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Publisher's Summary

London, 1842. There has been a mysterious and horrible death at the Reform, London's newest and grandest gentleman's club.

A death the club is desperate to hush up.

Captain William Avery is persuaded to investigate and soon discovers a web of rivalries and hatreds, both personal and political, simmering behind the club's handsome façade - and in particular concerning its resident genius, Alexis Soyer, 'the Napoleon of food', a chef whose culinary brilliance is matched only by his talent for self-publicity. But Avery is distracted, for where is his mentor and partner-in-crime, Jeremiah Blake? And what if this first death was only a dress rehearsal for something far more sinister?

©2016 Orlando Books Ltd (P)2017 Isis Publishing Ltd

What members say

Average Customer Ratings

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  • Overall
    5 out of 5 stars
  • Performance
    5 out of 5 stars
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    5 out of 5 stars

Evocative thriller.

MJ Carter has dished up yet another evocative thriller. Blake and Avery are drawn reluctantly into the halls of the Reform Club to solve another case. It is in these hallowed portals that they meet the famous Alexis Soyer and his vast array of kitchen staff. With assistance and obstruction from Club members, they begin to unravel a poisonous plot.

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    4 out of 5 stars
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    4 out of 5 stars
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    3 out of 5 stars
  • soosiewoosie
  • 09-30-17

Too much food

This isn't as good as the two previous books in the series. It's as if the author got hold of a lot of historical information about Victorian food and famous chefs and cobbled a story around them. The descriptions of the meals are too long winded and detailed and became boring, and the solution to the mystery wasn't believable.
A bit of a let down.

2 of 2 people found this review helpful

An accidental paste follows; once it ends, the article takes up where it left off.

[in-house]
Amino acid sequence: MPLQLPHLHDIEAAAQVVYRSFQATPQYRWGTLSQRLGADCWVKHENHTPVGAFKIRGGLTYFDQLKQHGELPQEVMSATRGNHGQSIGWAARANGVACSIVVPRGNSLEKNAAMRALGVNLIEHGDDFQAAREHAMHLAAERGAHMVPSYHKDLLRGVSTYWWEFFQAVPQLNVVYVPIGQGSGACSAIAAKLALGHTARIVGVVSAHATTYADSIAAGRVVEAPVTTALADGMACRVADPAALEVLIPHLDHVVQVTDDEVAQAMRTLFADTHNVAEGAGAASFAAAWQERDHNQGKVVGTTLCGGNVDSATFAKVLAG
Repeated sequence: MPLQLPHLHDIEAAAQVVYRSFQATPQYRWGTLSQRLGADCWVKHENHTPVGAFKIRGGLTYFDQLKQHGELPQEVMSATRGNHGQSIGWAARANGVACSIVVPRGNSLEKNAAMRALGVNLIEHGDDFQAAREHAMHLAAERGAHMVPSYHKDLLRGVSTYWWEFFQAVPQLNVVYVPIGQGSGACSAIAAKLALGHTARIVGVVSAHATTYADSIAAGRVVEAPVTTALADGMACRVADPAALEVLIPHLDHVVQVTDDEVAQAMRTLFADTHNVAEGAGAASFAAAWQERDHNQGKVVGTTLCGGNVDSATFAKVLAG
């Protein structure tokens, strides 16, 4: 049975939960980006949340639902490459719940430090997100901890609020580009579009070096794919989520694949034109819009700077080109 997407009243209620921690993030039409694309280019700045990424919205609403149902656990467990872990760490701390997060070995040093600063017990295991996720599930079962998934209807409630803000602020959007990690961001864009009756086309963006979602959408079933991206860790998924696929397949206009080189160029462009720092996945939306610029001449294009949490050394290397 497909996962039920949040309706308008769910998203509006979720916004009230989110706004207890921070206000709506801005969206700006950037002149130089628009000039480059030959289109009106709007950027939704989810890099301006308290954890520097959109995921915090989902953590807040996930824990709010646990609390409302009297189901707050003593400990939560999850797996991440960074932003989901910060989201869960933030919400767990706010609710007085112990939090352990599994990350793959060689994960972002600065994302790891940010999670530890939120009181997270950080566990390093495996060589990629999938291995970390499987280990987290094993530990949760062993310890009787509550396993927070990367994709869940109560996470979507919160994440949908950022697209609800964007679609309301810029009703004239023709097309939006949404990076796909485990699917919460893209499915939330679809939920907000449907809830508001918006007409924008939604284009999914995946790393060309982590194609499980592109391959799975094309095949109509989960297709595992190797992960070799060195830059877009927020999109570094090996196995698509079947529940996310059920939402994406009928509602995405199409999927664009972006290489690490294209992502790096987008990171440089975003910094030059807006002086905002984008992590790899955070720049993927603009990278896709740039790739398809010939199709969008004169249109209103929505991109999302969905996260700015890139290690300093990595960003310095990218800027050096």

• Overall
    4 out of 5 stars
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    4 out of 5 stars
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    4 out of 5 stars
  • Debra K
  • 08-28-17

Better than expected

Would you recommend this audiobook to a friend? If so, why?

I would recommend it to anyone who enjoys crime friction / historical fiction. It's well paced with engaging interactions between the characters.

What did you like best about this story?

Avery's conversations with Matty.

What about Sam Dastor’s performance did you like?

He does the 'period' voice without overdoing it. He also doesn't sound silly when doing female voices.

If you made a film of this book, what would be the tag line be?

If you can't take the heat...

Any additional comments?

I guessed who did it right away, first time ever for me. This means that either I've listened to too much crime fiction or it was a tad obvious. I was disappointed as I don't try very hard to work it out and like the surprise at the reveal at the end. Never mind. I still enjoyed this book very much.

1 of 1 people found this review helpful

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    5 out of 5 stars
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    5 out of 5 stars
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    5 out of 5 stars
  • MR M D DIMOND
  • 04-10-18

Interesting history

This book ,along with the two others I have read by the same author with the same two leading characters , is a really good read and in this case a listening experience. It tells the reader what life was like for ordinary people living and working in London in the early years of Victoria’s reign, how hard life was, and highlights the difference of the lives of those born in affluent families and those living on the breadline. I look forward to another book by this author.

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    5 out of 5 stars
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    5 out of 5 stars
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  • H
  • 11-29-17

like rough and ready Holmes and Watson.

excellent stories with twist. will look forward to the next outing. excellent narration as well.

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    5 out of 5 stars
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    5 out of 5 stars
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    5 out of 5 stars
  • Jane
  • 08-13-17

As good as last book, brilliantly read

Where does The Devil's Feast rank among all the audiobooks you’ve listened to so far?

In the top ten

What other book might you compare The Devil's Feast to, and why?

Difficult to compare. Some historical detail but doesn't overwhelm story

Which character – as performed by Sam Dastor – was your favourite?

Sam Dastor is brilliant; probably Blake and the Committee Members

Was this a book you wanted to listen to all in one sitting?

Too long for that but I did want to find out the ending

Any additional comments?

Well worth a listen, in essence a good murder mystery

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    3 out of 5 stars
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  • J. A. Burman
  • 08-01-18

Too long, but enjoyable enough

In need of editing - rather repetitive, but I enjoy stories about the era and it was interesting becoming acquainted with some real historical characters such as Alexis Soyer, the chef, and Wakley, founder of the Lancet.

Narration and sound quality was excellent.